In the event that there are fees, I would be grateful if you would inform me of the total charges in advance of fulfilling my request. I would prefer the request filled electronically, by e-mail attachment if available or CD-ROM if not.

Thank you in advance for your anticipated cooperation in this matter. I look forward to receiving your response to this request within 3 business days, as the statute requires.

(We also made an almost identical request for the Missouri death index.)

Despite a three-day reply deadline under the Missouri Sunshine Law, the Missouri Department of Health and Senior Services didn't actually follow up with us about this records request until late April 2016. They eventually confirmed to us that our request was lawful, and that we could receive the records we sought. They also confirmed that this index existed in database format.

And everything seemed fine for the birth index request. But it turns out that their Department only kept death index data for 1965-2015, as the earlier (pre-1965) data was already public through the Missouri Secretary of State’s office, so we would have to amend our records request to start in 1965 rather than 1910. We agreed to do so.

They also said we could not add the two extra columns of basic data we wanted, for the person's sex and the certificate number. All we would get was the surname, the given name, and the date of birth or death. But that was still better than nothing, which is what we've got right now, so we said okay.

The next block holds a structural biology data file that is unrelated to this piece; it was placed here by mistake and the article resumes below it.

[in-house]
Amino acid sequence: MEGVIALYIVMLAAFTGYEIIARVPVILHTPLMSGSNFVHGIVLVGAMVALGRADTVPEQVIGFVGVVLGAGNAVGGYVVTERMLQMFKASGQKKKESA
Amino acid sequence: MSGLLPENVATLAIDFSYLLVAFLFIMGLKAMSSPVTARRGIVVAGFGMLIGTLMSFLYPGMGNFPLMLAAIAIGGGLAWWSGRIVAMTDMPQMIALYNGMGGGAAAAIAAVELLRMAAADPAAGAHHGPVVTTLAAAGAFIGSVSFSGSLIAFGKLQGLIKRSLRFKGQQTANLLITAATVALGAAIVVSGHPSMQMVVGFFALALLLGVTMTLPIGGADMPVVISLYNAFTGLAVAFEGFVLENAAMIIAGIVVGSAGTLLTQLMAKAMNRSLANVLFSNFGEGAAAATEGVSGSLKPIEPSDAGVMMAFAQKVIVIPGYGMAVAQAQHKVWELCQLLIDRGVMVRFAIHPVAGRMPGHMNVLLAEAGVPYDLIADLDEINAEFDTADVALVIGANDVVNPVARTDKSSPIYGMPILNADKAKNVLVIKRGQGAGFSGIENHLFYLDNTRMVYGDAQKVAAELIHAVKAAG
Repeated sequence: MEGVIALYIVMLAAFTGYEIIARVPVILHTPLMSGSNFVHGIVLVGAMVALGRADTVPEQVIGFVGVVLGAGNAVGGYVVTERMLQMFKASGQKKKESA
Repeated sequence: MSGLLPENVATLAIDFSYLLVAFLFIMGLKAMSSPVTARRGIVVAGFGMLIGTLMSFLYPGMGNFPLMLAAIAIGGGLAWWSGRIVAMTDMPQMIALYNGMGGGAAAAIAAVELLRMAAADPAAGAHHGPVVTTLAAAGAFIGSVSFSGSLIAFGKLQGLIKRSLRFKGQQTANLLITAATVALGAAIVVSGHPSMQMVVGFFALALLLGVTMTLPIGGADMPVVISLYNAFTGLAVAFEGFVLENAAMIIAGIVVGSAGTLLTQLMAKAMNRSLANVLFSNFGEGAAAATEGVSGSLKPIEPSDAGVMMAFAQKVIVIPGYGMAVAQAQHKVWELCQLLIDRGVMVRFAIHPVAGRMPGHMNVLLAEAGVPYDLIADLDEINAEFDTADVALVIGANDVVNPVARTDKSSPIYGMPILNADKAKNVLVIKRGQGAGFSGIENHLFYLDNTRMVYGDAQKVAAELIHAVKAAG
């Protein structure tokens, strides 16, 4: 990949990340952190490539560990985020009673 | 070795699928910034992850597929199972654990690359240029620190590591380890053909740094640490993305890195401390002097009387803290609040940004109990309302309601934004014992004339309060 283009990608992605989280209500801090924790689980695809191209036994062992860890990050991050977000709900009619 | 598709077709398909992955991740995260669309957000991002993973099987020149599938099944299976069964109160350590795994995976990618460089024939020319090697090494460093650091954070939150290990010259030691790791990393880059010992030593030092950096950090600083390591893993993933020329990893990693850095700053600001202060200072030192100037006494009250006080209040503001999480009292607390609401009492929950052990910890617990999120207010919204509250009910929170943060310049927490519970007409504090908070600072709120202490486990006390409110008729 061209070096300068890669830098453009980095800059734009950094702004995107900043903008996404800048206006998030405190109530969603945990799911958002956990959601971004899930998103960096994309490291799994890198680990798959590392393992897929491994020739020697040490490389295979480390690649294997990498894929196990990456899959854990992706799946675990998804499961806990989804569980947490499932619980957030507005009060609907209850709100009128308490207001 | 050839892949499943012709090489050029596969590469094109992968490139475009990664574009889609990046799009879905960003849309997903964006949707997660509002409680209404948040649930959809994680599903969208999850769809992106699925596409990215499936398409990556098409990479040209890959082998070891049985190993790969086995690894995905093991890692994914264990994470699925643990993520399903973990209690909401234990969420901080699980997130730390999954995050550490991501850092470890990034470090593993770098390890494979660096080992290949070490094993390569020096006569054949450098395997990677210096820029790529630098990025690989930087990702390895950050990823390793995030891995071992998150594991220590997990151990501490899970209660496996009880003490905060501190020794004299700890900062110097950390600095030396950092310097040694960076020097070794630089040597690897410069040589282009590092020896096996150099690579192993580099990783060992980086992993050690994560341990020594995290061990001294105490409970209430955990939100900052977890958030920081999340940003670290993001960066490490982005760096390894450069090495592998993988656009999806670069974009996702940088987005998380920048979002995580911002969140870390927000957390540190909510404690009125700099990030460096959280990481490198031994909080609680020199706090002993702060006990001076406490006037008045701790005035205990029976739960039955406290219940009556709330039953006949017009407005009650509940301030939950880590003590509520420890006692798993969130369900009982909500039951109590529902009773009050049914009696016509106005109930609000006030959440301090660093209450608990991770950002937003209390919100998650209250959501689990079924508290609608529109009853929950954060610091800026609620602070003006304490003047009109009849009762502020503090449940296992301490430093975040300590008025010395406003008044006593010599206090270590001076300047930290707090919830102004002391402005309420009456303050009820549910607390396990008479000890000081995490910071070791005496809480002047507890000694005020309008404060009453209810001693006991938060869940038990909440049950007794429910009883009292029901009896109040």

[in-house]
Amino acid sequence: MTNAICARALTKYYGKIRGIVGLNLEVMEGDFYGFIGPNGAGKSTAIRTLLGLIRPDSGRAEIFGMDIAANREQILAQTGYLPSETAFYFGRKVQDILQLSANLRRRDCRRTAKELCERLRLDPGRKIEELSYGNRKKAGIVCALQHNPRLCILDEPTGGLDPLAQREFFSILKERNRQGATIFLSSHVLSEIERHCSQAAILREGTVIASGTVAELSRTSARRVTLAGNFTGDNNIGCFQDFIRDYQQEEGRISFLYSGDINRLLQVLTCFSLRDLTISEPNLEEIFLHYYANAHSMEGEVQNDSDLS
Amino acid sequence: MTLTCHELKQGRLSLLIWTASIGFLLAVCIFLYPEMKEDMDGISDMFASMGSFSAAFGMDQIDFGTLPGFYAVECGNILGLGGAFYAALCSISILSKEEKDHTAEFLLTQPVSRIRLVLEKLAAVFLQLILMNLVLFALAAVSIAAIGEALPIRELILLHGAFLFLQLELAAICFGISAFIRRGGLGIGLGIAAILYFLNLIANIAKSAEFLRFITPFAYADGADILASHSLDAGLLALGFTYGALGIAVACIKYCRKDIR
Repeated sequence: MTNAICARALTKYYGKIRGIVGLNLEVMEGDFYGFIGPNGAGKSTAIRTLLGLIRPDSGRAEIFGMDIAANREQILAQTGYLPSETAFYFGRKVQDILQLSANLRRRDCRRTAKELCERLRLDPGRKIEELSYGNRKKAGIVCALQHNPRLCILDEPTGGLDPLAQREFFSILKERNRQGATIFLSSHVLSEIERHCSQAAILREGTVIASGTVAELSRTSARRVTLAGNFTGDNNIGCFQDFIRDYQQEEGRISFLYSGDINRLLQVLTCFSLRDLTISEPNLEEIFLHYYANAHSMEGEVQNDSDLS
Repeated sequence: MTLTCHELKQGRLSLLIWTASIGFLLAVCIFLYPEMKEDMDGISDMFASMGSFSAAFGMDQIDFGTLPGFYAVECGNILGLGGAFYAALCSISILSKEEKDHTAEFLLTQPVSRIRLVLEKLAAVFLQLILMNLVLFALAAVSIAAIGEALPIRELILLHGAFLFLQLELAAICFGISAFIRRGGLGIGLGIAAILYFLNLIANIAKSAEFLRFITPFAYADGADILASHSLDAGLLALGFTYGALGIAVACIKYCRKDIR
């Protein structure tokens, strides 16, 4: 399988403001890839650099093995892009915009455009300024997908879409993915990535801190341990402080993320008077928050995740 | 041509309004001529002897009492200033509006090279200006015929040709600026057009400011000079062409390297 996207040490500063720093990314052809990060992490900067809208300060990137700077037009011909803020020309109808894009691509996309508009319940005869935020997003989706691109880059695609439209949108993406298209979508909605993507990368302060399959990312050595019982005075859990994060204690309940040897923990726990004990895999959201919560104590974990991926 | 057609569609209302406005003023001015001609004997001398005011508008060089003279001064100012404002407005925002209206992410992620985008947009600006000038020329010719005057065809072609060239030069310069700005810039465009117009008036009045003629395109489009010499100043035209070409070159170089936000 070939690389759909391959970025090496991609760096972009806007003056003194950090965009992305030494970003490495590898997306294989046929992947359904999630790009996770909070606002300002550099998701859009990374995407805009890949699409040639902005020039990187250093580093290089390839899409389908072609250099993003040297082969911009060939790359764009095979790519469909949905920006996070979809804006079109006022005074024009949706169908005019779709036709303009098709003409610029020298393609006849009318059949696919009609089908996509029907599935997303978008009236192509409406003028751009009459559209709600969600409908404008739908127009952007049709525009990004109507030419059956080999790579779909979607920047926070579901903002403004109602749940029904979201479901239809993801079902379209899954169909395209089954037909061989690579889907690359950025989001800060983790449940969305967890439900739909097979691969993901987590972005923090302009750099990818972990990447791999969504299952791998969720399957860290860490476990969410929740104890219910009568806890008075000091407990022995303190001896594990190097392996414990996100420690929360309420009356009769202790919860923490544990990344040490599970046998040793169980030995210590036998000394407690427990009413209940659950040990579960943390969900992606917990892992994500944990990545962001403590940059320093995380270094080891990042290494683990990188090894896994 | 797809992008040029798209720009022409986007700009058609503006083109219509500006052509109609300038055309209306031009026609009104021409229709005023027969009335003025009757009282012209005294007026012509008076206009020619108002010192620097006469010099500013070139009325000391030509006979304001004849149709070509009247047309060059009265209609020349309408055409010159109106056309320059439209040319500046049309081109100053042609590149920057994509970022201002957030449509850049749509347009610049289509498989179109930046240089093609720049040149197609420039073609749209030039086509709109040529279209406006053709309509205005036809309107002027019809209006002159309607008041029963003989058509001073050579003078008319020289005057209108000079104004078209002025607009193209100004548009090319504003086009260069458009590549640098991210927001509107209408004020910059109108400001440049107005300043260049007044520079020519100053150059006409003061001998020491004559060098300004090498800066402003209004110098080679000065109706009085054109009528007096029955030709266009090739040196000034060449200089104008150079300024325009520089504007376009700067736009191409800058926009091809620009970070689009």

However, we then ran into two problems with the agency:

  1. A problem of format

    The Missouri Department of Health and Senior Services told us that even though the records we sought do exist in native database format, they wanted to provide the records to us in their “usual” format, which meant having one of their staff members request certain days of data from the database, print out the results onto paper, and then scan the paper into a compiled PDF format.

    Besides being a ridiculous waste of the agency's time, money, and paper, this is also a clear violation of the Missouri Sunshine Law, which states that if records are already available in certain format (paper, microfilm, database, etc.), an agency must make copies of the records available in that same format.

  2. A problem of calculating the actual costs

    The Department has apparently been using this birth and death data for years as a revenue source, charging researchers and scientists for access to birth and death index data by the day, rather than making all of the records open data. Therefore, the Department wanted to charge us not for the couple of hours of work required to do a one-time database dump to a USB drive, but rather charge us for each day of content we were requesting.